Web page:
Dana Priest has a fascinating piece ostensibly describing how the administration of Mexican President Enrique Peña Nieto has chosen to shift its counter-narcotic approach from the one Felipe Calderón’s PAN party had pursued for a decade. About 12 of the article’s 60-some paragraphs describe first how, in a scene reminiscent of Bob Woodward’s account of Michael Hayden and others briefing Obama on the national security programs they assumed he’d retain after he took over the presidency, the US presented the existing US-Mexican counter-narcotics programs to Peña Nieto’s team.
In a crowded conference room, the new attorney general and interior minister sat in silence, not knowing what to expect, next to the new leaders of the army, navy and Mexican intelligence agency.
In front of them at the Dec. 15 meeting were representatives from the U.S. Drug Enforcement Administration (DEA), the CIA, the FBI, the Office of the Director of National Intelligence and other U.S. agencies tasked with helping Mexico destroy the drug cartels that had besieged the country for the past decade.
The Mexicans remained stone-faced as they learned for the first time just how entwined the two countries had become during the battle against narco-traffickers, and how, in the process, the United States had been given near-complete entree to Mexico’s territory and the secrets of its citizens, according to several U.S. officials familiar with the meeting. [my emphasis]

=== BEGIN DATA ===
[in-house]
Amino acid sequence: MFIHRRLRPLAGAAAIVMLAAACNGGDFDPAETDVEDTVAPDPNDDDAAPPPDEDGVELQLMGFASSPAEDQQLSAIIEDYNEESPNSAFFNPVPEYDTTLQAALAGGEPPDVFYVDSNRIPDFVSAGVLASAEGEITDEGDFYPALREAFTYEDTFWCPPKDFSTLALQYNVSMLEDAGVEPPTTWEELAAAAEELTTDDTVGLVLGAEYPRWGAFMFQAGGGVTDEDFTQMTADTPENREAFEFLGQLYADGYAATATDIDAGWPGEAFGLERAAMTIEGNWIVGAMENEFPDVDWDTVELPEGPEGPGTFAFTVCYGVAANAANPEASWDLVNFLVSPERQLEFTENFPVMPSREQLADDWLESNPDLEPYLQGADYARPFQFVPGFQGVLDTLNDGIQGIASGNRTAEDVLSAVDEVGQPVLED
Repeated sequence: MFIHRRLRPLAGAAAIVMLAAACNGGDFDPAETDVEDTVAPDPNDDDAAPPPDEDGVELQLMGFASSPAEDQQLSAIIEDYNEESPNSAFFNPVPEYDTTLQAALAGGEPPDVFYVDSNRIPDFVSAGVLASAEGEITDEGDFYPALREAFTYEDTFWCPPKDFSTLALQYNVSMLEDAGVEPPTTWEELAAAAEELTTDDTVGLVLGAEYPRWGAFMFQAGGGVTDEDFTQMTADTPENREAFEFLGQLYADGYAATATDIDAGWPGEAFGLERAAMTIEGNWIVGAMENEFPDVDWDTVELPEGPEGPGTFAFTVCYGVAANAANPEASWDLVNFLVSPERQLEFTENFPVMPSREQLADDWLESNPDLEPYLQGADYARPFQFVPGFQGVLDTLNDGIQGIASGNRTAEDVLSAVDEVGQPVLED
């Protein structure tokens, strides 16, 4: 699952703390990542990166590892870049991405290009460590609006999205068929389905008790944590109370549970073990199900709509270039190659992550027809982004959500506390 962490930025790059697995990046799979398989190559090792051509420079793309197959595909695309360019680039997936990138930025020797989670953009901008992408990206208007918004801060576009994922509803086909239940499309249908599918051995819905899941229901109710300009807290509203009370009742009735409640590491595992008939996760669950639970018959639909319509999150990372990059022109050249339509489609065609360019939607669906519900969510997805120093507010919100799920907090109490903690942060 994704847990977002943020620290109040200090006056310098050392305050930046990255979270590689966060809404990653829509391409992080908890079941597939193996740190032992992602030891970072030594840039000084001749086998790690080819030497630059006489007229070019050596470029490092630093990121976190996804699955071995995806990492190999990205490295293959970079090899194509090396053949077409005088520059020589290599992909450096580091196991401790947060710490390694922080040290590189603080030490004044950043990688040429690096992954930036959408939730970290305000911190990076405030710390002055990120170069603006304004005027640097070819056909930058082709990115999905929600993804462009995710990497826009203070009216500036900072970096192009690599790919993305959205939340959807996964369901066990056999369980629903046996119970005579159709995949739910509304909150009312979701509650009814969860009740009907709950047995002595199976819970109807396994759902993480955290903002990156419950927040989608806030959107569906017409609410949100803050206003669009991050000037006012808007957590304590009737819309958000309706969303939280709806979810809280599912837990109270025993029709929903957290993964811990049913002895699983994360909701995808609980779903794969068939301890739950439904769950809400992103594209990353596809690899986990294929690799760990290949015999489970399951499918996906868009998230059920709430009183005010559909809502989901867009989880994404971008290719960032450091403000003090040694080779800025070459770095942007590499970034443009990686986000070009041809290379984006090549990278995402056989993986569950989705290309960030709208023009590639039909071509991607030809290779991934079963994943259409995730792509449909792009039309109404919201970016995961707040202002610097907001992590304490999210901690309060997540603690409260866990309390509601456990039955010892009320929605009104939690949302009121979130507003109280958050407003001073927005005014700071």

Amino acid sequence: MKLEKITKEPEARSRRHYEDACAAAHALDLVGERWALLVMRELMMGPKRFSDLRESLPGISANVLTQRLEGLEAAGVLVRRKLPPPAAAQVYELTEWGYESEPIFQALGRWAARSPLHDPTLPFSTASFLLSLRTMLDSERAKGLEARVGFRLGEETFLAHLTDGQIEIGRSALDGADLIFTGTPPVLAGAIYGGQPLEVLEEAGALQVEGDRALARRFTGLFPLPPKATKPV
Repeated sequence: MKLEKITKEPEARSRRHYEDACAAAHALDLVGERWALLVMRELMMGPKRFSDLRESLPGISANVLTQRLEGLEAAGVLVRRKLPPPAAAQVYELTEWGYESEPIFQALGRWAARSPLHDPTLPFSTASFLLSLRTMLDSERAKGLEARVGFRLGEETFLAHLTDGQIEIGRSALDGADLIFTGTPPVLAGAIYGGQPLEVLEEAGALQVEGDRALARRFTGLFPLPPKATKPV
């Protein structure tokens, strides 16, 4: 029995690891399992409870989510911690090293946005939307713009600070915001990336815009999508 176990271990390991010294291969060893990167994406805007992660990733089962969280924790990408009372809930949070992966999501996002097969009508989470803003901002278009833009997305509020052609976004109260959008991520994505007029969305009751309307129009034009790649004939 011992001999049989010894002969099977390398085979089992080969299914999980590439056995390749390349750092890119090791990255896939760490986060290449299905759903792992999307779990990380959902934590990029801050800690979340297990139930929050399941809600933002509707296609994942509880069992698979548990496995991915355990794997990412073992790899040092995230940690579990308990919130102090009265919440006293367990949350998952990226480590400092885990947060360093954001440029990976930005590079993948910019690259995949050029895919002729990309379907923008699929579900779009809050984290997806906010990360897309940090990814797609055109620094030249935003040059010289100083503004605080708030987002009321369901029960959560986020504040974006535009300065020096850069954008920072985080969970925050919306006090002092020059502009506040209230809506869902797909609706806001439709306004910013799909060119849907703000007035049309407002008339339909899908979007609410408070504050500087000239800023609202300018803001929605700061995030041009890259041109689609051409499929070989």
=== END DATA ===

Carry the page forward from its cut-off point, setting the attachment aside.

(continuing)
Priest then notes, at the end of the story, that Mexico had ejected the US personnel who had been working in fusion centers in Mexico.
But the Mexican delegation in Washington also informed U.S. authorities that Americans will no longer be allowed to work inside any fusion center, including the one in Monterrey. The DEA agents and retired military contractors there will have to go.
But the guts of the story replicate work Priest did with the Top Secret America series and book (and perhaps, given that the program ostensibly deals with Mexican rather than US security, offers even more detail), laying out precisely what we were doing in Mexico, from drones to electronic surveillance and data analysis to personal direction of raids. She describes a number of approaches here that are presumably replicated in or borrowed from counterterrorism operations, which makes the article an interesting reflection of both.
This description of the way Mexico controls drones, for example, reinforces questions I’ve had about the Saudi drone base we use to target Yemen.
An agreement was reached that would temporarily give operational control to Mexican authorities during such flights. U.S. pilots sitting in the States would control the planes remotely, but a Mexican military or federal police commander would be able to direct the pilot within the boundaries of a Mexico-designated grid.
Here, though, are two of my favorite details.
[Mexico’s intelligence service] CISEN discovered from a captured videotape and a special analytical group it set up that some of the cartels had hired former members of the U.S.-trained Guatemalan special forces, the Kaibiles, to create sociopathic killers who could behead a man, torture a child or immerse a captive in a vat of acid.